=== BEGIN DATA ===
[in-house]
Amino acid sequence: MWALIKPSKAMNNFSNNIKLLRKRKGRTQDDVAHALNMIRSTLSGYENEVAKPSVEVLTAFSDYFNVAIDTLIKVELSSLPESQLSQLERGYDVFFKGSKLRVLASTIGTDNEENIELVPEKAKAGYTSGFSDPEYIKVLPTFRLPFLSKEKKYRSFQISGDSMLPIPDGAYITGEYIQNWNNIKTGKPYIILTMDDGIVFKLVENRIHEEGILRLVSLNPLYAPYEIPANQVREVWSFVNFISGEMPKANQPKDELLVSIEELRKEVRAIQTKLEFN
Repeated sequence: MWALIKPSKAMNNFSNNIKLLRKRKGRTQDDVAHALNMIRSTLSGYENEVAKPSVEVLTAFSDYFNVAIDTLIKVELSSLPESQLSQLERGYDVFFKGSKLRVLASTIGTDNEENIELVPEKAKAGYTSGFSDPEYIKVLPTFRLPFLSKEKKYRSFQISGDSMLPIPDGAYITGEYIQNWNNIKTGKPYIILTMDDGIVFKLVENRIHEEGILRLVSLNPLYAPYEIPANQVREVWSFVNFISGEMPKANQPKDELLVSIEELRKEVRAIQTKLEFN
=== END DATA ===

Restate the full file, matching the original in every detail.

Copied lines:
[in-house]
Amino acid sequence: MWALIKPSKAMNNFSNNIKLLRKRKGRTQDDVAHALNMIRSTLSGYENEVAKPSVEVLTAFSDYFNVAIDTLIKVELSSLPESQLSQLERGYDVFFKGSKLRVLASTIGTDNEENIELVPEKAKAGYTSGFSDPEYIKVLPTFRLPFLSKEKKYRSFQISGDSMLPIPDGAYITGEYIQNWNNIKTGKPYIILTMDDGIVFKLVENRIHEEGILRLVSLNPLYAPYEIPANQVREVWSFVNFISGEMPKANQPKDELLVSIEELRKEVRAIQTKLEFN
Repeated sequence: MWALIKPSKAMNNFSNNIKLLRKRKGRTQDDVAHALNMIRSTLSGYENEVAKPSVEVLTAFSDYFNVAIDTLIKVELSSLPESQLSQLERGYDVFFKGSKLRVLASTIGTDNEENIELVPEKAKAGYTSGFSDPEYIKVLPTFRLPFLSKEKKYRSFQISGDSMLPIPDGAYITGEYIQNWNNIKTGKPYIILTMDDGIVFKLVENRIHEEGILRLVSLNPLYAPYEIPANQVREVWSFVNFISGEMPKANQPKDELLVSIEELRKEVRAIQTKLEFN